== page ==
The kit contains six legs of duck confit, ventrèche (basically French pancetta), French garlic sausage, duck and armagnac sausage, coco tarbais beans, duck fat (in case you don’t already own a ten pound bucket), and duck and veal demi-glace. I’m not going to include a recipe here because I doubt many of you are going to go out and make cassoulet for 20 anytime soon, and if you do, the recipe that comes with the kit is pretty good. I have made it my own over the years and I will continue to make changes as long as I make this dish. Infinite variations. This isn’t a how-to guide to cassoulet, I just enjoy making it so much that I wanted to take pictures of these lovely ingredients and share them.
The greasy splatters you have to cope with during the cooking process are not for the faint of heart. Poor Robert, a ‘clean as you go’ type of guy just can’t be around while I decimate the kitchen with this work. It would be more than he could take. The floor, the inside of the oven, the counters, every one of my six burners, bathed in grease. Such a mess, but beautiful in it’s own delicious way.
I find it incredibly satisfying to line up all my cooked, chopped, shredded, and sliced ingredients and start layering them into my two big casserole dishes. Making sure each portion will get a lovely brown hunk of sausage, ample shredded duck, and bits of crisp skin surrounded with beans, veggies and thyme feels a little bit like love to me. I’m not going to just throw it all in a dish, mix it up and hope for the best. No, I need to count the slices, portion out the mirepoix, and divvy up the demi-glace. Because that is how much I care about you and your dining pleasure. Plus, I’m kind of crazy.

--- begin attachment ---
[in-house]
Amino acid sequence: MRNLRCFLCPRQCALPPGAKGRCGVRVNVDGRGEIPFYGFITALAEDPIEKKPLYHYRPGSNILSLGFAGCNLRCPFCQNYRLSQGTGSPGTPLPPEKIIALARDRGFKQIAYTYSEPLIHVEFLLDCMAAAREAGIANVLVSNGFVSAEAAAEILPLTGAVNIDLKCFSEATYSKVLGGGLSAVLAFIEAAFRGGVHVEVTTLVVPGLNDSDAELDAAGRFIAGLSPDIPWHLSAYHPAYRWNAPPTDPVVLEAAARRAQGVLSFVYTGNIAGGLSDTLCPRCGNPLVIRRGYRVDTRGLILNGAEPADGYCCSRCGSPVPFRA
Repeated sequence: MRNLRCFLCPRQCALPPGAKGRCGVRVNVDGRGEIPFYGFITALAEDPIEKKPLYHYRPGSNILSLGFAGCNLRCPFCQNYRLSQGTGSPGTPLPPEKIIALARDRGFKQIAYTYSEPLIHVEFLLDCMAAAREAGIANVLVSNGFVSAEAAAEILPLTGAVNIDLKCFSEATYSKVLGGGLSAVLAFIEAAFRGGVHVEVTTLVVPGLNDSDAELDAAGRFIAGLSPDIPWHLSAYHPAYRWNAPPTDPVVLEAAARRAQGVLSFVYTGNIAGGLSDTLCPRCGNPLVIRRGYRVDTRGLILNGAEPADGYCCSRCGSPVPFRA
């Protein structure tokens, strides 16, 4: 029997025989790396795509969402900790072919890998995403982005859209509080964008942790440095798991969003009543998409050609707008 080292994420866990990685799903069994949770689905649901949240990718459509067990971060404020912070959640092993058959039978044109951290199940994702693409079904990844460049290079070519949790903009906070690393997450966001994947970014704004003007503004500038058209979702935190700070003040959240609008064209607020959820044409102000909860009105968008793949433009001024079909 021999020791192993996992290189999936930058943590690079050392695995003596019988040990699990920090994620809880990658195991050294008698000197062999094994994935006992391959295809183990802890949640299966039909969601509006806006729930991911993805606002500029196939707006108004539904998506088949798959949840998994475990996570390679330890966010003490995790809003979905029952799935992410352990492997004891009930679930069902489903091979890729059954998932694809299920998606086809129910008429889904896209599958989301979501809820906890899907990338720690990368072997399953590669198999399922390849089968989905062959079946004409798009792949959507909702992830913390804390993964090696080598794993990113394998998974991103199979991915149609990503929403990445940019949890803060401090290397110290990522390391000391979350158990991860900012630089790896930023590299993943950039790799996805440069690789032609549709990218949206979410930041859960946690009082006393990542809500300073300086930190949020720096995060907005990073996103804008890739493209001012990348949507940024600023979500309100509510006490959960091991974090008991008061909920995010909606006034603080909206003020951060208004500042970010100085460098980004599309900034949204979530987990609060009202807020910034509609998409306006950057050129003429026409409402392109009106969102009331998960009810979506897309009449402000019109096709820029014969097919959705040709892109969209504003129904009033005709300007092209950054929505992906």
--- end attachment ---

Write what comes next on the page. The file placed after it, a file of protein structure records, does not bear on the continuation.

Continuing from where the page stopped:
I froze my cassoulets and brought one with us on the birthday trip. To me, real luxury is having a thoughtfully prepared meal in the freezer so you can spend your day having fun and still eat well. All I had to do was sprinkle the top liberally with buttery bread crumbs and put it in the oven to bake for a couple of hours. (The bread crumbs aren’t traditional, but I highly recommend them. There aren’t many things in life that won’t be improved by buttery crumbs.)
This little photo journey has a disappointing ending because I forgot to take a picture of the finished dish. Shame on me. I do have this picture of my leftovers, but I regret not getting a shot of the whole bubbling casserole because it is a sight that makes me happy. Next time.
After a day of sledding and snowball fighting with our kids we banished them to a playroom with enough electronic devices and macaroni and cheese to keep everyone occupied for a good long while. We ate and drank and danced stupidly until midnight, which is pretty much like staying up all night when you’re 40, and it was just exactly what I wanted.
I’d like to think that by the time I’m celebrating another milestone birthday I’ll have less items on my list of Things That Make Me Feel Like an Idiot, but I highly doubt that will be the case. All the Wikipedia articles and YouTube videos in the world won’t be able to save me from that. But I wish and hope that I will still have friends who overlook these things and are willing to raise their forks and glasses and laugh with me at the absurdity of being human.